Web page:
Home Introduction Persons Geogr. Sources Events Mijn blog(Nederlands)
Religion Subjects Images Queries Links Contact Do not fly Iberia
This is a non-commercial site. Any revenues from Google ads are used to improve the site.

Custom Search
Quote of the day: As nothing could unite them into one pol
Notes
Display Latin text
History of Rome (Ab Urbe Condita) by Livy
Translated by Rev. Canon Roberts
Book IV Chapter 52: Pestilence and Famine.[412-1 BC]
Next chapter
Return to index
Previous chapter
This year which, owing to the moderation of the tribunes, had been free from disturbances, was followed by one in which Lucius Icilius was tribune, the consuls being Quintus Fabius Ambustus and Gaius Furius Pacilus. At the very beginning of the year he took up the work of agitation, as though it were the allotted task of his name and family, and announced proposals for dealing with the land question. Owing to the outbreak of a pestilence which, however, created more alarm than mortality, the thoughts of men were diverted from the political struggles of the Forum to their homes and the necessity of nursing the sick. The pestilence was regarded as less baneful than the agrarian agitation would have been. The community escaped with very few deaths considering the very large number of cases.

As usually happens, the pestilence brought a famine the following year, owing to the fields lying uncultivated. The new consuls were Marcus Papirius Atratinus and Gaius Nautius Rutilus. The famine would have been more fatal than the pestilence had not the scarcity been relieved by the despatch of commissioners to all the cities lying on the Etruscan Sea and the Tiber. The Samnites, who occupied Capua and Cumae, refused in insolent terms to have any communication with the commissioners; on the other hand, assistance was generously given by the Sicilian tyrant. [Note 95] The largest supplies were brought down the Tiber, through the ungrudging exertions of the Etruscans. In consequence of the prevalence of sickness in the republic, the consuls found hardly any men available; as only one senator could be obtained for each commission, they were compelled to attach two knights to it. Apart from the pestilence and the famine, there was no trouble either at home or abroad during these two years, but as soon as these causes of anxiety had disappeared, all the usual sources of disturbance in the common-wealth -- dissensions at home, wars abroad -- broke out afresh.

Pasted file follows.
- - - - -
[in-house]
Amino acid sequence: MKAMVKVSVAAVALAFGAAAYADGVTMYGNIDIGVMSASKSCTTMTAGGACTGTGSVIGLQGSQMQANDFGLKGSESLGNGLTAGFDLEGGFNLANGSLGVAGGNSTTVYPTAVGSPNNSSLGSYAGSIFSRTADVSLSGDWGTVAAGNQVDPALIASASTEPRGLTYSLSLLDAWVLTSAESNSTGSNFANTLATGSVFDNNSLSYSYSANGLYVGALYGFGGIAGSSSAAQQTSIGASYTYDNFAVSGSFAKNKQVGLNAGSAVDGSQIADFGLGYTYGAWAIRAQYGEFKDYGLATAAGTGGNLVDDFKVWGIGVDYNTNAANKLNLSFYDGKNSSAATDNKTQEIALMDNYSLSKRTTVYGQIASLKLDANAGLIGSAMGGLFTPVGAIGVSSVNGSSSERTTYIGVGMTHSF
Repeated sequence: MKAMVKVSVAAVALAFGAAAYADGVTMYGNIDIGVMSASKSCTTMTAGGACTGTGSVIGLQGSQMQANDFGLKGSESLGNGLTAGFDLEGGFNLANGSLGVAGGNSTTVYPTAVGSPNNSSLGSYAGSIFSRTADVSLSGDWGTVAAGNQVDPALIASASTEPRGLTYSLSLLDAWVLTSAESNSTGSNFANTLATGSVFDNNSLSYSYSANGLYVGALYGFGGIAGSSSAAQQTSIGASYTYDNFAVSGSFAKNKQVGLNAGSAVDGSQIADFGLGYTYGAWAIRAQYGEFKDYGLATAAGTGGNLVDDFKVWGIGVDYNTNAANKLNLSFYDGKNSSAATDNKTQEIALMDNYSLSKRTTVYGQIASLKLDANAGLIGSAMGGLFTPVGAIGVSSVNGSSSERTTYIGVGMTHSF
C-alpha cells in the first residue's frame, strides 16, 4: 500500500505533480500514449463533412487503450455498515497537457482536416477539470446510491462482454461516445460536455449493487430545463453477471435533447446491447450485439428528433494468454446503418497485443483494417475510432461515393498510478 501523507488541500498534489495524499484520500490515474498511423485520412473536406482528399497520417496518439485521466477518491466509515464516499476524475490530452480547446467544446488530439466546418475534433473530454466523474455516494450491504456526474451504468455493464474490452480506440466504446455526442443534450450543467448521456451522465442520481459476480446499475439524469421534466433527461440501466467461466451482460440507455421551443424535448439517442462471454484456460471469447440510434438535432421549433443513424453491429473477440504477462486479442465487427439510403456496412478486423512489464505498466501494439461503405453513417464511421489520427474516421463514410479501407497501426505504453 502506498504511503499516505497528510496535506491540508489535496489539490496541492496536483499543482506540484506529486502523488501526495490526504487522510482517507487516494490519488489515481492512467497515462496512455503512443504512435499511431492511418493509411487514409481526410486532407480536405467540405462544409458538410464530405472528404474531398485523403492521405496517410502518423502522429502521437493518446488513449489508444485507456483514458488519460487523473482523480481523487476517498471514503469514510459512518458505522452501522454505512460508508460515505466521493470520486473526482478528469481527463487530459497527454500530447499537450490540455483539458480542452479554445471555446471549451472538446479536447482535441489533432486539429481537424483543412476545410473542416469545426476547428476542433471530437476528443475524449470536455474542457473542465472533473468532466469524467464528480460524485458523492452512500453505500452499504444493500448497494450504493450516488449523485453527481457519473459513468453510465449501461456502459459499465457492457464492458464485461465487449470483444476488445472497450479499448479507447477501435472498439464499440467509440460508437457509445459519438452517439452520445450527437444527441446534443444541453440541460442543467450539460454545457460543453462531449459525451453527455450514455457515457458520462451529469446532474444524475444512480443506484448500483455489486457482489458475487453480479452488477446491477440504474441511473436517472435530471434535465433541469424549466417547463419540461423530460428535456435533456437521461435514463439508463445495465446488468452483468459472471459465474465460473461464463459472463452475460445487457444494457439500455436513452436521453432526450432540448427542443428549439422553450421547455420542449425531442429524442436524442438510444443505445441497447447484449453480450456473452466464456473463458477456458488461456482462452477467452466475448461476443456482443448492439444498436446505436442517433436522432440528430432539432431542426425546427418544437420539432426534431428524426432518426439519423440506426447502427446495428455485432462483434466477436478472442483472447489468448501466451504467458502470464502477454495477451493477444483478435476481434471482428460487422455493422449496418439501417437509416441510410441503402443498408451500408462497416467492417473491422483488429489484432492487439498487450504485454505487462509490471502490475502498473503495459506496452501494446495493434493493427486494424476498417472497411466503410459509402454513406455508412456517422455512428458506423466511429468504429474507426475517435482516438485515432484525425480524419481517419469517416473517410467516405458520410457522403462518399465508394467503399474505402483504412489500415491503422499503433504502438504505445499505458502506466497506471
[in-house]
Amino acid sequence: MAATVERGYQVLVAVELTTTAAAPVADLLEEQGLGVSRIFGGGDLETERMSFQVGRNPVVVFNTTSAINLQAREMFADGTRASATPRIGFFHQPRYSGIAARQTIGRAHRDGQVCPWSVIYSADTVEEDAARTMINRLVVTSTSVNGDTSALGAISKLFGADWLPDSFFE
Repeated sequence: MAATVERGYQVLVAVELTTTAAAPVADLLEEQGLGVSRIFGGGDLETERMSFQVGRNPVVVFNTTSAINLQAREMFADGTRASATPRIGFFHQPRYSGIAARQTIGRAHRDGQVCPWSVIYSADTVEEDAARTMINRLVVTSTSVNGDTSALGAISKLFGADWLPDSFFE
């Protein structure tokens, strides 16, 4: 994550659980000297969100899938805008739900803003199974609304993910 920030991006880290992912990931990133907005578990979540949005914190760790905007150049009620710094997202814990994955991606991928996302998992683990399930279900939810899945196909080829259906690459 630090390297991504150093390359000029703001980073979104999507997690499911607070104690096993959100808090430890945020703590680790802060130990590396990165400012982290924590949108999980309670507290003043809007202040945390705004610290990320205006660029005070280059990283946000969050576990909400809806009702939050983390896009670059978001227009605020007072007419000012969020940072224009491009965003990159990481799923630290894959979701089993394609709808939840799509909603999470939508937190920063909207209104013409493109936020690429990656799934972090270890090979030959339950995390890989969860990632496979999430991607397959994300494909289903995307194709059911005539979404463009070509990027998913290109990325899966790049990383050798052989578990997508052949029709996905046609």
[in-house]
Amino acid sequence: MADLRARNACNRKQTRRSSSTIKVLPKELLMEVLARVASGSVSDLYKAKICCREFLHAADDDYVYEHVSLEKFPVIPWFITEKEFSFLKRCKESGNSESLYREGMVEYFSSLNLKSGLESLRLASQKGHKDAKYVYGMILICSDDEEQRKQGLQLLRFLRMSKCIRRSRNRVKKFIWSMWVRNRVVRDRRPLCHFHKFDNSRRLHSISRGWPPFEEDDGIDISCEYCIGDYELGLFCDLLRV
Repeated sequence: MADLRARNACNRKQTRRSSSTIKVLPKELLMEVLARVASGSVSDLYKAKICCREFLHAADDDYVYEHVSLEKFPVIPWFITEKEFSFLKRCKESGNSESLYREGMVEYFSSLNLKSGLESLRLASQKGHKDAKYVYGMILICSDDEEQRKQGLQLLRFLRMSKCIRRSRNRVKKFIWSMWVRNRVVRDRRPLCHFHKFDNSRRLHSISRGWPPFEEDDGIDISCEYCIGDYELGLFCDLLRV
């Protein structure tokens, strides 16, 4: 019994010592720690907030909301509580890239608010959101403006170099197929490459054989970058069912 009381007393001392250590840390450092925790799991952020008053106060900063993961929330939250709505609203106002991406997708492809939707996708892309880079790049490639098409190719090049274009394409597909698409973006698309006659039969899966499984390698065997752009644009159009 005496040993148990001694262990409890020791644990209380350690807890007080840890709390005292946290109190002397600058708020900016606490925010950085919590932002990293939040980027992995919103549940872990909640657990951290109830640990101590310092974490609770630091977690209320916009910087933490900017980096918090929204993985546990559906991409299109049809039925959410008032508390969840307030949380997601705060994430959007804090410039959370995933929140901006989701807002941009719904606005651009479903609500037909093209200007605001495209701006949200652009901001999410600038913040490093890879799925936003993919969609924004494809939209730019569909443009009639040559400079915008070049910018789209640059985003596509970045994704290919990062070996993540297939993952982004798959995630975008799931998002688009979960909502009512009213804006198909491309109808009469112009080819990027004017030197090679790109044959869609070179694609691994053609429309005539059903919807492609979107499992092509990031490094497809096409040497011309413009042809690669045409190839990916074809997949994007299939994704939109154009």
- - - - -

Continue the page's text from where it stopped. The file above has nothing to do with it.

Note 95. Livy seems to have Dionysius I. in his mind, but apparently his chronology is at fault, as Dionysius was tyrant some years later.

Event: Pestilence and famine